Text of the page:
7 Work in Israel is another “GendeRaced” issue. Not only did and do the favored Ashkenazi women have dif iculties in inding a job and face lower wages than Ashkenazi men, but, well into the 1960s, the Arab Jews were the domestic servants, cleaners, launderers and agricultural workers. They were battered by their employers, they were victims of “sexual abuse and rape”. As feminists in the 1990s and the 2000s, Mizrahi ONGs are not allowed to ”educate our communities on feminism of color” (61).

8 As single mothers, they are too fond of the Jewish State to be really able‐willing to ight ”the somatic pain in licted upon them by the state’s bureaucracy”, which means queuing in huge lines at the welfare bureau, with endless papers to be illed in, in order to try to obtain their monthly income check:

“Even though she moves through time and space, she can only move through the time and space allotted by the regime. Because she loves her Jewish homeland and fears that genuine resistance will weaken her homeland’s stand against the Goyim[v], she can enact only a igurative simulacrum of resistance. The regime merely lays its web in wait for her to entangle herself (81).”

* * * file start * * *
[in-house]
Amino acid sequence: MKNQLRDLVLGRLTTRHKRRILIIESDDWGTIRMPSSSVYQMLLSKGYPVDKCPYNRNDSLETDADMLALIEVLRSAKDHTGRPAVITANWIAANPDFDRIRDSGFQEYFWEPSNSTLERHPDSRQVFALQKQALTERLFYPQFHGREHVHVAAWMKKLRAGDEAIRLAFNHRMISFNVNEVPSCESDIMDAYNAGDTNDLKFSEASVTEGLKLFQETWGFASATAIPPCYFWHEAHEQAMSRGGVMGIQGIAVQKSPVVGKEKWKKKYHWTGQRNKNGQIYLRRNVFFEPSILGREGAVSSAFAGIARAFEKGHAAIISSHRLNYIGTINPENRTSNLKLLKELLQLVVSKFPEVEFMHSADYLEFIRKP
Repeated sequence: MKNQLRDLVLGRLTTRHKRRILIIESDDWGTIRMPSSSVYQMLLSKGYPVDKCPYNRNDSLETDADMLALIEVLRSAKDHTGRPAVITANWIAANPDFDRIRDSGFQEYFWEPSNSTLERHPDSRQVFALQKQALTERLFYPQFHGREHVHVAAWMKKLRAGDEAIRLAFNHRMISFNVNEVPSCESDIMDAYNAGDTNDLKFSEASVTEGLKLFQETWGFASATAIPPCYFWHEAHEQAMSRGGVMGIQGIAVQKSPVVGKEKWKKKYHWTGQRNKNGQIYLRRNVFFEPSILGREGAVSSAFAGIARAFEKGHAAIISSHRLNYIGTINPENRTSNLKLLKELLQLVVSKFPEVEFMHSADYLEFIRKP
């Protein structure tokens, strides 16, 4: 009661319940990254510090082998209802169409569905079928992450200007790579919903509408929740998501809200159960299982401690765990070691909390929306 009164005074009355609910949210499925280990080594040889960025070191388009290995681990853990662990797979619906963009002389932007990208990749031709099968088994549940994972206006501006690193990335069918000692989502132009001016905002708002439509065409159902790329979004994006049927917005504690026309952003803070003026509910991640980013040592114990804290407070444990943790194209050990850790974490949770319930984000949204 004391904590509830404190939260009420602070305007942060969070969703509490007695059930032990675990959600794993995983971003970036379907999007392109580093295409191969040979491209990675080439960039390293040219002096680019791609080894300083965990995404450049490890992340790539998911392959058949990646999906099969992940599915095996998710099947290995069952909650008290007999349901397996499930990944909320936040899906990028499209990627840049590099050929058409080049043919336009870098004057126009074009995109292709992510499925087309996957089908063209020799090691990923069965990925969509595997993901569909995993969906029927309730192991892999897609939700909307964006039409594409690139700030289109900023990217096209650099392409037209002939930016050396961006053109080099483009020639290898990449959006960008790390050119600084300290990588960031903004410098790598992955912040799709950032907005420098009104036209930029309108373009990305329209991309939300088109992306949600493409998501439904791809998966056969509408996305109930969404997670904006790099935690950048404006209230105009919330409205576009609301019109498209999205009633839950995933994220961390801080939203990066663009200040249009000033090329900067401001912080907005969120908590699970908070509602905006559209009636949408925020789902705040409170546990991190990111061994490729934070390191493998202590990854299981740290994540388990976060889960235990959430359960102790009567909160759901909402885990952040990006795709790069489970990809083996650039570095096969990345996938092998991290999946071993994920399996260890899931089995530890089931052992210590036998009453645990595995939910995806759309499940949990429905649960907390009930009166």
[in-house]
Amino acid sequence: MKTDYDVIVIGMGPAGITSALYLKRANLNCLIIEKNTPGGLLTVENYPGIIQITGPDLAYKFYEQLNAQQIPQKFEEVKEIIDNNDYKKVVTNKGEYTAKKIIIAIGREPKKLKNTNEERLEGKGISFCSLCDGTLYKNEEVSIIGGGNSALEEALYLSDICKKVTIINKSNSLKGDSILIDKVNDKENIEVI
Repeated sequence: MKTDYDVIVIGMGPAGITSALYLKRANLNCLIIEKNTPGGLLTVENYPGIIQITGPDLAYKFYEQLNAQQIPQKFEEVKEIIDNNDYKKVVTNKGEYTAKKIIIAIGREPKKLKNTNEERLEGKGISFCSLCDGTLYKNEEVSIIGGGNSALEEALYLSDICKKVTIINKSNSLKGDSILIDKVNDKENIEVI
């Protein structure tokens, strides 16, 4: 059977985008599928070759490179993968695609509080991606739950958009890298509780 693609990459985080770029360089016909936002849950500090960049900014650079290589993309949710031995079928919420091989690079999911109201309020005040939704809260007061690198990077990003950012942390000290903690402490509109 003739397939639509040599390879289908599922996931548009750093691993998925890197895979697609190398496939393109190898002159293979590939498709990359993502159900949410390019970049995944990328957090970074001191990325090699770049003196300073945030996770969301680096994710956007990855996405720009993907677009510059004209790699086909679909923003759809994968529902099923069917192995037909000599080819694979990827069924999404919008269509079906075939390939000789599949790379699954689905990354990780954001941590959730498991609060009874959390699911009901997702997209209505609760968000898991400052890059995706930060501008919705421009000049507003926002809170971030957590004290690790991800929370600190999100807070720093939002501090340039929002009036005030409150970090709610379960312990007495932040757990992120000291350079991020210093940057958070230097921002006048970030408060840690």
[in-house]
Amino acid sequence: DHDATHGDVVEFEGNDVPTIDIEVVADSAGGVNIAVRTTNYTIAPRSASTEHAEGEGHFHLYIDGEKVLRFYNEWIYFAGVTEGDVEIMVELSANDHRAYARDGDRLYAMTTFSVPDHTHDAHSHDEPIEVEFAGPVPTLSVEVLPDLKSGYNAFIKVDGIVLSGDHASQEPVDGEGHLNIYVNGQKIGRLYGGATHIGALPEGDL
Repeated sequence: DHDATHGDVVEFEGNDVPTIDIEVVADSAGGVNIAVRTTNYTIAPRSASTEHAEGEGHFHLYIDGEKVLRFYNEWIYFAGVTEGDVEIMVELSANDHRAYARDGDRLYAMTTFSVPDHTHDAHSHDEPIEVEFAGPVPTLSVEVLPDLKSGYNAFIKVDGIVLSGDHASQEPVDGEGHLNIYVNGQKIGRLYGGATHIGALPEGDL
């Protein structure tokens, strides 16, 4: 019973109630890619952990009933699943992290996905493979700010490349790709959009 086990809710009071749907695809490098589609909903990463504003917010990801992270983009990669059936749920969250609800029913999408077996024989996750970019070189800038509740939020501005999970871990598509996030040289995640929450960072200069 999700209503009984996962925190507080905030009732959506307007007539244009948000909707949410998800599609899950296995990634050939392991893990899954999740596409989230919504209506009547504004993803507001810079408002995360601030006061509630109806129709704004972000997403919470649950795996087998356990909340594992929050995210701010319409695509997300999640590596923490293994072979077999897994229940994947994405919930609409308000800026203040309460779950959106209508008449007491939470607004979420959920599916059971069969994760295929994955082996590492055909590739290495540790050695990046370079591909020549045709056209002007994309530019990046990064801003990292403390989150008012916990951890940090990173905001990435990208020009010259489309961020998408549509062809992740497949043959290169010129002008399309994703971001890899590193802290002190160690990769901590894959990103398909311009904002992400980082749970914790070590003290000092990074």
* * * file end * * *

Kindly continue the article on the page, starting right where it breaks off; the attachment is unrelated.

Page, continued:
9 Another bureaucratic shortcoming is ambiguity and evasiveness, lack of any obvious rules, plus the demand of sexual favors by the clerks and/or potential employers, turning any success at the bureau into “a miracle”. The mother does not know and has no way of knowing, which actions correlate with success or failure” (82). Finally, the single mother is practically denied even the chances of obtaining her money through court. All judges care for are endless fees, papers, signatures and stamps, all these involving much more money than any Mizrahi single mother may produce. In other words, “Government bureaus are where the Divinity of Chance meets the Divinity of the State” (84).

10 Speaking about this “Divinity of the State”, Zionism is another central factor linked with bureaucracy and torture.